Have you found yourself being tortured by this question each time you get to think of or/and discuss online marketing opportunities for your business’ promotion?  

In this article we will explore the points a business owner should consider when deciding to use the advertising budget she/he owns and specifically 

  • WHERE to invest it, 
  • HOW to invest it and 
  • HOW MUCH to invest. 

So, we will assume that you have already concluded that you need to start advertising your business online and now you need to define how to proceed further.

Where to invest

First things first. Before specifying the amount of budget that you will use, you need to have a full picture of the advertising options you have. Your online advertisements can appear in several places on the Web and you, with the help of your trusted marketers, have to decide which may be the most promising in terms of value for your business. 

A couple of popular available online advertising channels are Google Search ads, Google Display ads, YouTube ads, Facebook & Instagram ads, LinkedIn ads, Twitter ads, Pinterest ads and the list goes on.

Advertising channels

Picking a few channels and allocating your available budget according to the return you expect to get is a good starting strategy. With budget allocation to several channels you achieve diversification. 

If you wanted to invest in stocks, would you put all your money in one stock or would you rather allocate your money to various stocks building a portfolio that will be more secure? If one stock fails, the others can balance the loss. Something similar stands for advertising channels, too. The plus here (in contrast to investing in stocks) is that even if you do not get the return you expect from an advertising channel, your money was not spent worthlessly, since more people get to know your brand through your ads.

If the budget you can afford is tight, it is better to pick only one channel and invest your money on it only. If this channel does not prove profitable, then test the next channel on your channel priority list.


Prioritising channels

You can start prioritising the advertising channels in your mind when you come to think of your advertising target (which should be closely related to your business’ ultimate goal). 

  • Is it retail sales? Then you might want to try Google search ads in order to attract people that are already searching for (similar to yours) products or services. 
  • Is it awareness? If you just started your business and your brand is unknown to the public, Facebook ads and Google Display ads are more suitable in order for people to get to know you.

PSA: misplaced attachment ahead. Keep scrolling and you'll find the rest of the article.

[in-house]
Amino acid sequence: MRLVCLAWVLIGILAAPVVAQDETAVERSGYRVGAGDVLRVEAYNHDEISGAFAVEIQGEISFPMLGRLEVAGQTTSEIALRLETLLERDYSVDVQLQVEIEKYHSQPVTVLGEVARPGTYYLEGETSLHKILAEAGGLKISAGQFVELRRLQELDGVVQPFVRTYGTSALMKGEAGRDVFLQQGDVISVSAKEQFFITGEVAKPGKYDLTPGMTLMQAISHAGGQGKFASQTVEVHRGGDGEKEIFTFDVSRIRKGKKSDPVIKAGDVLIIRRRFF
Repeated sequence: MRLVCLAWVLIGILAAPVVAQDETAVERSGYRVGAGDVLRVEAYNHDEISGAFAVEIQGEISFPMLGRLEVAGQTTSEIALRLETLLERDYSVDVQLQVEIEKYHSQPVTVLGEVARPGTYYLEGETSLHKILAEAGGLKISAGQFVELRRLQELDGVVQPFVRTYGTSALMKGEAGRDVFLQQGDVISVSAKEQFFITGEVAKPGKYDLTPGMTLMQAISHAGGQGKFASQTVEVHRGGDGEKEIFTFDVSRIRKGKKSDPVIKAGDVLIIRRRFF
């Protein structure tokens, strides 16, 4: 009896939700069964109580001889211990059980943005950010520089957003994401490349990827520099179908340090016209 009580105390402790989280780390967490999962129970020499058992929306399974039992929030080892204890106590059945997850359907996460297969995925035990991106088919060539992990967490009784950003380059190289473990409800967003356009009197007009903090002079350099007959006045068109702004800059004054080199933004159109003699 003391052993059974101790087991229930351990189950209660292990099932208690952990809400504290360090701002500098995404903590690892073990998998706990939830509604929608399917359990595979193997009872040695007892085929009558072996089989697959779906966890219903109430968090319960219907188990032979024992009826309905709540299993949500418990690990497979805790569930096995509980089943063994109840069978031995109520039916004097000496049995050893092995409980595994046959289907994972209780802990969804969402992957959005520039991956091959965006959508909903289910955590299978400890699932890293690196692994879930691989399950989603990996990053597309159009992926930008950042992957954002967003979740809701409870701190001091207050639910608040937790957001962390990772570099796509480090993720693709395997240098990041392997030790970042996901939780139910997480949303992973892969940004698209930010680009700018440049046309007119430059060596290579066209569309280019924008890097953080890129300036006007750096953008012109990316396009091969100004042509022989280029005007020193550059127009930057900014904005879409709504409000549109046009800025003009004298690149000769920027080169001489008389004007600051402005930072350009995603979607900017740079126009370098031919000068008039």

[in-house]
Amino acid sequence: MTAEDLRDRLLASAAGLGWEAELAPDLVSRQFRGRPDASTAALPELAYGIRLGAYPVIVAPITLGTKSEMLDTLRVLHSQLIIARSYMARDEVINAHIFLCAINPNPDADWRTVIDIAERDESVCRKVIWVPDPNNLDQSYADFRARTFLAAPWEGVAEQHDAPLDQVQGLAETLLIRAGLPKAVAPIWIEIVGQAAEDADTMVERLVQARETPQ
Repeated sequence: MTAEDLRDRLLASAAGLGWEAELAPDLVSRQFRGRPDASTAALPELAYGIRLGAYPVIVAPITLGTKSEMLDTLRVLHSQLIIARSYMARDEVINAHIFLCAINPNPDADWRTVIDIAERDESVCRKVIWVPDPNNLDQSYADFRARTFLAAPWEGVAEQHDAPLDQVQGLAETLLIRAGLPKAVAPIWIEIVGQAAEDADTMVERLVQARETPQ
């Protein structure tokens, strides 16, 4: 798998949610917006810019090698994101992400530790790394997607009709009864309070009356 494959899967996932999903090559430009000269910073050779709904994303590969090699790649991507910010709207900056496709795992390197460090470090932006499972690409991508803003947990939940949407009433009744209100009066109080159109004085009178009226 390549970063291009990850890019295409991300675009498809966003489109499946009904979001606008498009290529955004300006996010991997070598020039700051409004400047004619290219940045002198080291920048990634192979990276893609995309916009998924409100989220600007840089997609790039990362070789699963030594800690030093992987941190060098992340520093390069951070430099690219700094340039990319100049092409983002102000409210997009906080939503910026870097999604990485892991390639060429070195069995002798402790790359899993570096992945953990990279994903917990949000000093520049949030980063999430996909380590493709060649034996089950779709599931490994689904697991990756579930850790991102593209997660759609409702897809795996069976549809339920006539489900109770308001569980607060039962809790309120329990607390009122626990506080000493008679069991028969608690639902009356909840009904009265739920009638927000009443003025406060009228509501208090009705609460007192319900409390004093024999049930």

• Is it B2B collaborations? Maybe LinkedIn is the channel you are looking for.

Your marketing team will consult you regarding which channels better serve your business’ objectives.

How to invest

Each channel has a different billing model and the money you spend for ads depend on various factors like the industry you are in, the existing competition, the seasonality trends, the settings specified when drafting the advertising campaigns and so it goes. Before calculating the amount of budget that is needed, you have to decide with what strategy of spending you will begin with. Will you be aggressive, deluging the Web with your ads, or conservative, showing ads to a limited audience of people?

In general, there are two basic strategies one can take when ready to spend the budget for a specific channel:

  • The HARE approach with which you put forth a significant budget amount in the beginning, see which settings seem promising and scale down your budget later to fit these settings (refining).
  • The TURTLE approach with which you spend less money in the start, try to tweak the campaigns’ settings and then progressively increase the budget towards the most profitable settings (opting).

Hare approach

The hare approach seems overwhelming at first, but achieves the following:

  • Gives an image of the most promising campaign settings in a short time period.
  • Offers the advertising algorithms enough budget to work on (to learn & optimize).
  • Promising settings are easier to be spotted by the marketer.

Turtle approach

The turtle approach prevents you from the heart attack of spending too much in too little time in the beginning of your advertising efforts, however this way is tricky for a number of reasons:

  • The marketer has to test settings one by one which is time consuming.
  • The advertising algorithms may underperform due to small amounts of invested budget.
  • Promising settings may be missed due to low delivery of ads.

Usually digital marketing experts prefer to use the hare approach (us in Click-wise included). It gives us more flexibility to work with a strong budget at first in order to test and get to learn your business’ strengths and weaknesses in terms of advertising campaign settings in each channel. Do not be drafted by the popular fairy tale and tend towards the turtle approach by instinct.